|Respighi||La Bella dormente nel bosco||L’usignuolo|
|Rossini||Il Signor Bruschino||Sofia|
|Il barbiere di Siviglia||Rosina|
|J. Strauss||Die Fledermaus||Adele – (performed in English and German)|
|R. Strauss||Der Rosenkavalier||Sophie|
|Stravinsky||Le Rossignol||Le Rossignol|
|Verdi||Un Ballo in Maschera||Oscar|
|Bach||Cantatas BWV 21, 51, 68|
|Mass in B-minor|
|St. John Passion|
|St. Matthew Passion|
|Barber||Knoxville: Summer, 1915|
|Beethoven||Symphony No. 9|
|Brahms||Ein Deutsches Requiem|
|Il Trionfo del Tempo e del Disinganno||Bellezza|
|Apollo e Dafne|
|Hindemith||Cum natus esset|
|Mahler||Symphony No. 4|
|Mass in C-minor (Grand Mass)||1st and 2nd soprano|
|Vaughan Williams||Dona Nobis Pacem|
|Webern||Lieder, op. 8|
|Lieder, op. 13|
“Almost all of Helen’s character gets revealed from Asselin’s facial mannerisms, perhaps an unintentional bit of stage-craft symbolism for the most beautiful of mortals. Slyly pointing out a handsome athlete to her cohort, struggling to maintain composure as Paris sings, eyes blazing in frustrated fury – Asselin’s face unmasked Helen’s personality. She acted and sang marvelously.”
“As the perky maid Adele, Mireille Asselin, a young Canadian coloratura soprano with a light, sweet voice and abundant charm, substituted for Lucy Crowe, who was ill.”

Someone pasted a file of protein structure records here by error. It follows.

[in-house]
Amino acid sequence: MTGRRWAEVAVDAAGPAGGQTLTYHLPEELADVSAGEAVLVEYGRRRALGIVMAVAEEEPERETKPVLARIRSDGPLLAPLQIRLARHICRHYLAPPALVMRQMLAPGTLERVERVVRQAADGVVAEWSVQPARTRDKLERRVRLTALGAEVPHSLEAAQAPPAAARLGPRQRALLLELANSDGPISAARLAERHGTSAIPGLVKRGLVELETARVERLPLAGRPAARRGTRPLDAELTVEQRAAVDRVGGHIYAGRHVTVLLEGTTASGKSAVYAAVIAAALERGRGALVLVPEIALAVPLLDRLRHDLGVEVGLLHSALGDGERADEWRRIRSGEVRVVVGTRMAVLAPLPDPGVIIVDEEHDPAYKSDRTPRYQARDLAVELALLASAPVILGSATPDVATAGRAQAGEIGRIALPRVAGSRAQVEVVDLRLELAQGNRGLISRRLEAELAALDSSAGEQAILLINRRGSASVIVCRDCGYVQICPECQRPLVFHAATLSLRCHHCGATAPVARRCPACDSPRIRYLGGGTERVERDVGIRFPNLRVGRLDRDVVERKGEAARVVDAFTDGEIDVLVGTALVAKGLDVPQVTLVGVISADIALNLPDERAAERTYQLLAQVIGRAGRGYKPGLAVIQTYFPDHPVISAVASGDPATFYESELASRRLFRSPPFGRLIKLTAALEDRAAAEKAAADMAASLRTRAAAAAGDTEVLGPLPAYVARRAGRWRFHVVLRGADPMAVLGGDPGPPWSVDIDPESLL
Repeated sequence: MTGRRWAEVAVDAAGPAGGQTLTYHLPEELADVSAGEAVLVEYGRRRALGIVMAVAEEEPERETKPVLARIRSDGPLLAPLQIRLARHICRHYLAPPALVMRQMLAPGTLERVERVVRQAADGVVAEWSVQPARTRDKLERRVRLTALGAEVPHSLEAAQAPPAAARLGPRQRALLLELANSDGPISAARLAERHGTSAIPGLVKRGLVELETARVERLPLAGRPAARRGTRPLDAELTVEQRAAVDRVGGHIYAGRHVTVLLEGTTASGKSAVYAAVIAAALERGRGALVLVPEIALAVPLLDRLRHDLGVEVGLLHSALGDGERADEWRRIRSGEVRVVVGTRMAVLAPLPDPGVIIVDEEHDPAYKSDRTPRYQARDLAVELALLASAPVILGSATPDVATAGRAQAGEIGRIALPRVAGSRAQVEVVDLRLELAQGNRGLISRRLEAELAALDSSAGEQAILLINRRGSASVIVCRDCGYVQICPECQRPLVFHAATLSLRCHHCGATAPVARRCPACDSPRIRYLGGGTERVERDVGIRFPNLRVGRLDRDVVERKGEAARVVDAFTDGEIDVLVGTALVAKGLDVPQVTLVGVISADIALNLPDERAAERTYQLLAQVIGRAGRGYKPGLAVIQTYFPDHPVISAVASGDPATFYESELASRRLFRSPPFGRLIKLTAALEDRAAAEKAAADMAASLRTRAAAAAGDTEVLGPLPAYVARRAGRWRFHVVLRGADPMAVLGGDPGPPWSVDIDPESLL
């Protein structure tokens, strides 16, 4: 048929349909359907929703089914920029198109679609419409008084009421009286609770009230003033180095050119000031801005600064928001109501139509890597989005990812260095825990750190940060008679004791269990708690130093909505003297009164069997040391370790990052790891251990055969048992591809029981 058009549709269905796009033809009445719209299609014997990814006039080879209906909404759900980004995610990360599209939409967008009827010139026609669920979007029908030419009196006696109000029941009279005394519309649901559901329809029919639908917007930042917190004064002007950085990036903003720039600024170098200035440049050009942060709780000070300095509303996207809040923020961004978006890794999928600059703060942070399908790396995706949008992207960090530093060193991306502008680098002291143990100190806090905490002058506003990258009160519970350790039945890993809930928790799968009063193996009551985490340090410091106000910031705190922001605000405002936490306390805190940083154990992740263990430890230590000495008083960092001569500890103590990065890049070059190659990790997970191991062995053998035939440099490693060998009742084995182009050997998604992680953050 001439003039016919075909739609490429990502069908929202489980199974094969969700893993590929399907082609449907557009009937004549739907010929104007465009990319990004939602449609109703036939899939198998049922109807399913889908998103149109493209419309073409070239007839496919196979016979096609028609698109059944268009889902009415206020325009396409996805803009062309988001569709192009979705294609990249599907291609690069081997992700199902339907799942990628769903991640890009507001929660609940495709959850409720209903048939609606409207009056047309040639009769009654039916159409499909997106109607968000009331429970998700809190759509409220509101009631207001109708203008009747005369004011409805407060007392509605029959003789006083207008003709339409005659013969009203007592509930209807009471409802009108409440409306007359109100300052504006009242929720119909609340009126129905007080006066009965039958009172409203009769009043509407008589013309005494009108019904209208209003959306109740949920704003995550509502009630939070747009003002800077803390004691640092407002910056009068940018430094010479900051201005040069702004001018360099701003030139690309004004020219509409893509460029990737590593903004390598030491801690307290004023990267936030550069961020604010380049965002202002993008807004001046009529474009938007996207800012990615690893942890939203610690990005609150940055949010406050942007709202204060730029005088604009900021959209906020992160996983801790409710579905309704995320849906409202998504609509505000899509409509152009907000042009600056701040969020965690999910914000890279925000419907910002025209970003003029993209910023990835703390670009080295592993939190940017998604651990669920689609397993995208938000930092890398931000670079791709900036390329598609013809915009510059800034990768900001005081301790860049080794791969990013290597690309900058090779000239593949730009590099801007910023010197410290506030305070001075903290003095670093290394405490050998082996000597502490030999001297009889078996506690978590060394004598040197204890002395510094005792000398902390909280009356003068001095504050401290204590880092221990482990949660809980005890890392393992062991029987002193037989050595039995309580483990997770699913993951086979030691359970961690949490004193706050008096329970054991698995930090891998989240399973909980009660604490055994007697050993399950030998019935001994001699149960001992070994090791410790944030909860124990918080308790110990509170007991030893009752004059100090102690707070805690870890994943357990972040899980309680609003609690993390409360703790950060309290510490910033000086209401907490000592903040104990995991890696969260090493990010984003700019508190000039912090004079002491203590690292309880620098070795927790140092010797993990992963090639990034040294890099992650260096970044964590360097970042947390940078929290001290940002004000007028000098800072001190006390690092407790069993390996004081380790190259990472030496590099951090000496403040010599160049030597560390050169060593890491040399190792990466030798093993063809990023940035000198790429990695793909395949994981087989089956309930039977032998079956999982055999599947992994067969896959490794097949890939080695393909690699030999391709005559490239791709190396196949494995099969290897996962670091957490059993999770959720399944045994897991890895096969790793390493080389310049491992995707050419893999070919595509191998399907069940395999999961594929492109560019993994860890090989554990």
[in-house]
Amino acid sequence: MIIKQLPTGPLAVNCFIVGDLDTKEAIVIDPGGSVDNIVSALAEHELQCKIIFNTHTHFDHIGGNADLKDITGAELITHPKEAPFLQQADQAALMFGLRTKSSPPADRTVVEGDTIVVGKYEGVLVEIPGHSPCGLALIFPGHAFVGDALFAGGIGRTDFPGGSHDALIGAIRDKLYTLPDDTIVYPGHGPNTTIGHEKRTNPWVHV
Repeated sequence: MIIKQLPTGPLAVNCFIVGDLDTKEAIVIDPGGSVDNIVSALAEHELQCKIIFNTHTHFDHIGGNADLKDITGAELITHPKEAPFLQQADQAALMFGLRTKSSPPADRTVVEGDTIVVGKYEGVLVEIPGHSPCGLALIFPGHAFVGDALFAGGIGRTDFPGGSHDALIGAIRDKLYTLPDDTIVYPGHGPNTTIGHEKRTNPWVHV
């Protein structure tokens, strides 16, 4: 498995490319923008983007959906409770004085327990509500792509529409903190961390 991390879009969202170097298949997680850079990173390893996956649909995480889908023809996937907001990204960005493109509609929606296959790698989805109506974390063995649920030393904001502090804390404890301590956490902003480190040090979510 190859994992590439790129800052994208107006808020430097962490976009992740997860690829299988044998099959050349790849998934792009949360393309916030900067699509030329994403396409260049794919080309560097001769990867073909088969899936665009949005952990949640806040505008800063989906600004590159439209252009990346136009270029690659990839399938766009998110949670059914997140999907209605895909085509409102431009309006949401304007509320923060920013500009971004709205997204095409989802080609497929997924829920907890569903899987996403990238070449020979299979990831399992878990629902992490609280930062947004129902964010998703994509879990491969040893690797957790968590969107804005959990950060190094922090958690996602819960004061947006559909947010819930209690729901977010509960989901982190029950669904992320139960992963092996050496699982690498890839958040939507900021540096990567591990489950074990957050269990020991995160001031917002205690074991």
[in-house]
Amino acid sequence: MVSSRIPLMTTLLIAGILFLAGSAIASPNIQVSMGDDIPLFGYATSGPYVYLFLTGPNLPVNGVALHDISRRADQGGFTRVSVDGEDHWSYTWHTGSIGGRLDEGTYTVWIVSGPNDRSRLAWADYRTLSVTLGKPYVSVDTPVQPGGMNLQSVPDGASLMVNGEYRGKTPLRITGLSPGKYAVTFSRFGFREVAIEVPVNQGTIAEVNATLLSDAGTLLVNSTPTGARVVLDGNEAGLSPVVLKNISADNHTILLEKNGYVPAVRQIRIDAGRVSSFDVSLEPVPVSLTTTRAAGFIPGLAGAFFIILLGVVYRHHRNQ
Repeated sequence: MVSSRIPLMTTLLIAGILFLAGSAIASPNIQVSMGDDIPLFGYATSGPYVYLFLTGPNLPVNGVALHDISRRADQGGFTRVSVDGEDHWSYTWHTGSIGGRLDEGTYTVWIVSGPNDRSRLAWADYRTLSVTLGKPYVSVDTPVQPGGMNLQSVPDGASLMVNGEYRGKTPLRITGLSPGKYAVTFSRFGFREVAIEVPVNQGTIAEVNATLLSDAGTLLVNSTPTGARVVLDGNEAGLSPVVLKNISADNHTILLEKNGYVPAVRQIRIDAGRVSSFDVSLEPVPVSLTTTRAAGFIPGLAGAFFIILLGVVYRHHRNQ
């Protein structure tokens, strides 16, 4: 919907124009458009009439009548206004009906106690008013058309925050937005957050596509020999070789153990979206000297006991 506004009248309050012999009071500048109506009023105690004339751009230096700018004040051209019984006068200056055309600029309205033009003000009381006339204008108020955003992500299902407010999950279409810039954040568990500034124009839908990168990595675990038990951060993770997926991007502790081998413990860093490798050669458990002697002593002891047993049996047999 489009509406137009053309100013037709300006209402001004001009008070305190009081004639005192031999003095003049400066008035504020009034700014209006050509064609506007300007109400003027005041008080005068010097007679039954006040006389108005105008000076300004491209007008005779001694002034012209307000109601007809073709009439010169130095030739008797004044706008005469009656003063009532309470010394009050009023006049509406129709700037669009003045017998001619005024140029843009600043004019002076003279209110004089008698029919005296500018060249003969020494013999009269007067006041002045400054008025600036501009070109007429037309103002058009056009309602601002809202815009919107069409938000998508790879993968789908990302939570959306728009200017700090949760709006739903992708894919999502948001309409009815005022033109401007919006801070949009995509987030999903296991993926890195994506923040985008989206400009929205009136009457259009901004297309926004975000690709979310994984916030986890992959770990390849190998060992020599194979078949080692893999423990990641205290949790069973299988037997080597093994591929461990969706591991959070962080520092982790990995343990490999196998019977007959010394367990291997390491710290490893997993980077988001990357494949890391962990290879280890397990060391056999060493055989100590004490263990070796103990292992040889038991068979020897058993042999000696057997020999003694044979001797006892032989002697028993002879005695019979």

“The soprano Mireille Asselin performed the maid Adele, replacing Lucy Crowe, who was ill. Asselin brought her lovely lyrical voice to the role, supported by a strong technique. Her coloratura was smooth and effortless, and her high notes were especially memorable in her arias… It was an impressive performance.”
“Possessed of a beautiful crystalline voice with a cool, bright middle register and clear-as-a-bell top, Asselin has a natural charm in her voice and in her bearing. Her vibrato is tight but not too rapid, perfect for this tittering role…We would be lucky indeed to hear work like this every night from the names at the top of the program.”
Soprano Mireille Asselin stole the show. She sounded flawless, with seemingly endless creative possibilities in her voice. Mireille is an Early Music pro as well, and she gave a lesson in how to ornament an aria; starting purely from her voice, she didn’t let a word go by without a specific interpretation. Morgana had the precious few moments of comedic relief during the show, and her hilarious staging of “Tornami a vagheggiar” is now officially the New and Improved Coat Aria (go see it, you’ll agree). Also, she plays a mean air-harpsichord.
“Asselin, a recognized champion of new music, sings with confidence, security, and high expression.”